Yer actual Keith Telly Topping was one of those watching the Python finale on GOLD as it happens, dear blog reader. Well, they've all been a presence in this blogger's life for as long as he can remember so it seemed worth attending the wake. It was quite enjoyable, as it goes - this blogger particularly enjoyed John Cleese retooling a joke he told forty years ago about Richard Nixon having an arsehole transplant and the arsehole rejecting him for 2014 and the current Daily Scum Mail editor, the odious diseased wretched pond scum Dacre. Starting with a half hour behind-the-scenes broadcast presented by Dara Ó Briain, GOLD's coverage was brash and enthusiastically fan-orientated as you might expect. Emanating his usual turbo-charged  gobshite avuncularity, Dara merrily chatted with yer actual Martin Freeman, Lee Mack, a rather pissed-looking Steve Coogan and Eddie Izzard (who, he said, had already seen the comeback show six times). It was a nice appetiser though things got a bit repetitive as comic after comic squeezed in alongside Ó Briain on the VIP lounge sofa, vying to sing their own personal Python-praises. Such uncomplicated jollity was in stark contrast to the actual show, which - though very funny in all the places you'd want it to be - was, at moments, deeply poignant. Comedy functions best pushing hard against sentimentality yet it was impossible not to experience a tingle of sadness knowing that these chaps would never again tread the boards together. So, seeing Terry Jones completely corpse during The Crunchy Frog Sketch or watching Cleese and Palin manage to get through their medley of The Parrot Sketch and The Cheese Shop without screaming 'why am I still doing this in my seventies?' was, one sensed, part of the fun. There was some online whinging about GOLD cutting out the swear words - and one entire musical sequence - although quite who seriously expected that any television channel anywhere in the world would have been able to broadcast a song about penises at 7:50pm without getting their own collective dicks slammed in a door by Ofcom is a question well worth asking, I'd've said. As Dara noted several times, the full show will be repeated, post-watershed and uncontaminated, on Tuesday. The show was also, of course, being broadcast at more than two thousand cinemas around the world (they got the full thing - including penis song and 'fucks' and 'cunts' - as these had a 12A certificate!) It was the last show in a run of ten for Cleese, Palin, Gilliam, Idle and Jones and, unless Cleese has another expensive divorce (alluded to, brilliantly, during Palin and Idle's 'Camp Judges' interlude) the last time we shall ever see them on stage together. Eddie and Mike Myers made on-stage appearances (the former as one of the Bruces from the Philosophy Department of the University of Woollamaloo) whilst professors Brian Cox (no, the other one) and Stephen Hawking appeared in a filmed insert. In The Parrot Sketch, Cleese and Palin both noted that the parrot was 'as dead as Doctor Chapman' and raised their thumbs towards heaven knowing that, probably, their old mate Graham was shouting obscenities down at them! The show ended, obviously, with a sing-a-long of 'Always Look On the Bright Side of Life' and barely a dry eye in the house. We shall try. But it might be different in a post-Python world. Monty Python's Flying Circus, dear blog reader, 1968 to 2014. That was comedy, that was.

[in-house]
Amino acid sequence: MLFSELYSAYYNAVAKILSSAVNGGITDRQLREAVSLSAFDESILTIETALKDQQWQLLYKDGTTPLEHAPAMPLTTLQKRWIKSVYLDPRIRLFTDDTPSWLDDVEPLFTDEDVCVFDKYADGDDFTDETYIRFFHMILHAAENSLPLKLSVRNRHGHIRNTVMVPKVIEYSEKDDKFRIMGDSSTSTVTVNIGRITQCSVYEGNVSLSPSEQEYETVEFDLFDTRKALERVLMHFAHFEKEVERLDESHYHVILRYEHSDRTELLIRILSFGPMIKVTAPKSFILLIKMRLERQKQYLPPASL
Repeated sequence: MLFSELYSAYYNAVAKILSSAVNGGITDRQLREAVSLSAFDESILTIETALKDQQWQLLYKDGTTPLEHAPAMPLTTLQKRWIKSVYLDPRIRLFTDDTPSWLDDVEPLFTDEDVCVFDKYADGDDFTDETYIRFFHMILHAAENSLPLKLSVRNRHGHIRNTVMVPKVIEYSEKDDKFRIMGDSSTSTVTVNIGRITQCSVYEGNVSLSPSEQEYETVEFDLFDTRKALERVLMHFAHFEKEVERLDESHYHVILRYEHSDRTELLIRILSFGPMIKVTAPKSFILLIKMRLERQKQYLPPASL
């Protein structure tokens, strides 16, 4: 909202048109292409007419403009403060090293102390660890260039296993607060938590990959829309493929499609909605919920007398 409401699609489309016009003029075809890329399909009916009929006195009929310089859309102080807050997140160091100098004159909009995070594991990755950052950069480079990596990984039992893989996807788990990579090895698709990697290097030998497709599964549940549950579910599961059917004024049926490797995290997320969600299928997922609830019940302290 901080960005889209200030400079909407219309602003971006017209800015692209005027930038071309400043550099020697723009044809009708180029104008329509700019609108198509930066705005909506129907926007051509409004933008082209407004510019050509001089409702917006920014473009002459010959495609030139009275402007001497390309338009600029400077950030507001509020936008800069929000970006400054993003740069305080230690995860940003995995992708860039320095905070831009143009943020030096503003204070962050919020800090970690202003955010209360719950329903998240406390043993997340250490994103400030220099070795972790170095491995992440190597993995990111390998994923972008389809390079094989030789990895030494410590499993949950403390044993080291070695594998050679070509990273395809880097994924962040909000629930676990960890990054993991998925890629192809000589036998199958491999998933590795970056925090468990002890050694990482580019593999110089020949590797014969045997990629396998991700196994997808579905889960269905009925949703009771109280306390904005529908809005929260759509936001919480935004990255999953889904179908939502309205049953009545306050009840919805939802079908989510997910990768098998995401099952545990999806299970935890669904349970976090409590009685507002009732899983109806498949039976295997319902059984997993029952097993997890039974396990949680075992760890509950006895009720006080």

Live At Edinburgh Castle was watched by more than 3.6 million viewers on BBC1 on Saturday evening, according to overnight figures. Presented by shrill Alex Jones, the musical concert featuring the likes of Kaiser Chiefs, Paloma Faith, Smokey Robinson (minus his Miracles, sadly) and Culture Club averaged 3.64m from 8.30pm. Earlier on the channel, A Question Of Sport: Super Saturday was watched by 2.71m from 7pm. On BBC2, The Men Who Made Us Spend had eight hundred and sixty two thousand in the 9pm hour. ITV's Tipping Point: Lucky Stars failed to entertain 2.89m from 7.30pm. It was followed by the nine hundred and twelfth terrestrial showing of Star Wars: Episode I - The Phantom Menace, which managed but 1.15m. On Channel Four, repeats of Restoration Man and Grand Designs attracted five hundred and thirty seven thousand and nine hundred and forty seven thousand respectively before Rise of the Planet of the Apes was seen by 2.79m between 9pm and 11pm. Channel Five's Big Brother coverage averaged nine hundred and seventy four thousand from 9pm. The multichannels were topped by ITV3's Foyle's War, which appealed to nine hundred and forty two thousand punters from 9pm.

BBC services including iPlayer and some online material were affected by 'technical problems' on Saturday. Total post-apocalyptic nightmare. The person responsible has had his knackers removed with a rusted Stanley knife. Or something. Some online users saw error messages when trying to access material on web pages including SpringWatch and the BBC's World Cup coverage. The issues have also affected publication of videos on the BBC website. The BBC press office said that it was 'aware of an issue' which means 'some people cannot access certain parts of BBC online.' Yer actual Keith Telly Topping, as it happens, could. Make of that what you will, dear blog reader. 'We are working hard to fix this as soon as possible,' a spokeswoman added. Before adding; 'And, it'd go a lot quicker if you left me alone to get on with it instead of interrupting me with damn-fool questions.'